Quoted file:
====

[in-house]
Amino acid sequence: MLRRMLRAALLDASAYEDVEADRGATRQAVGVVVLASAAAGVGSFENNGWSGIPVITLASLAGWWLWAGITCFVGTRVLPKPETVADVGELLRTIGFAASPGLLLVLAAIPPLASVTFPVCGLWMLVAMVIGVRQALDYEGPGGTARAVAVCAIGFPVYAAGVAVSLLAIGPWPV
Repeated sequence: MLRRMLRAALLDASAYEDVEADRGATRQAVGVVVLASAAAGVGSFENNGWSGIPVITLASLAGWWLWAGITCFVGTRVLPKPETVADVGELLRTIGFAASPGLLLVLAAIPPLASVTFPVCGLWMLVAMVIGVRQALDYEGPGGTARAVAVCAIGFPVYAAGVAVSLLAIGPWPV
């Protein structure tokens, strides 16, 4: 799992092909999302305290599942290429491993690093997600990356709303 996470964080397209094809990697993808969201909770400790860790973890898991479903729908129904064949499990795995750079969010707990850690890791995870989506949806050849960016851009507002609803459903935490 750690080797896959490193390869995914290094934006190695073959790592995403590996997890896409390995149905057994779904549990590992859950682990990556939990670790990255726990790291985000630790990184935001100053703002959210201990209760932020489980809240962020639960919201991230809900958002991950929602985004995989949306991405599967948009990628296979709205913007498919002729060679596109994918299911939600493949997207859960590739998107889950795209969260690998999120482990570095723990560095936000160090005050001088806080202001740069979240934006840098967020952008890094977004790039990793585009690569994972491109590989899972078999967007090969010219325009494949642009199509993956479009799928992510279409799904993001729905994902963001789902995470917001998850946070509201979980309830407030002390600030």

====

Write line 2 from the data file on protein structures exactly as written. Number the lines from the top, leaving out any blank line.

Amino acid sequence: MLRRMLRAALLDASAYEDVEADRGATRQAVGVVVLASAAAGVGSFENNGWSGIPVITLASLAGWWLWAGITCFVGTRVLPKPETVADVGELLRTIGFAASPGLLLVLAAIPPLASVTFPVCGLWMLVAMVIGVRQALDYEGPGGTARAVAVCAIGFPVYAAGVAVSLLAIGPWPV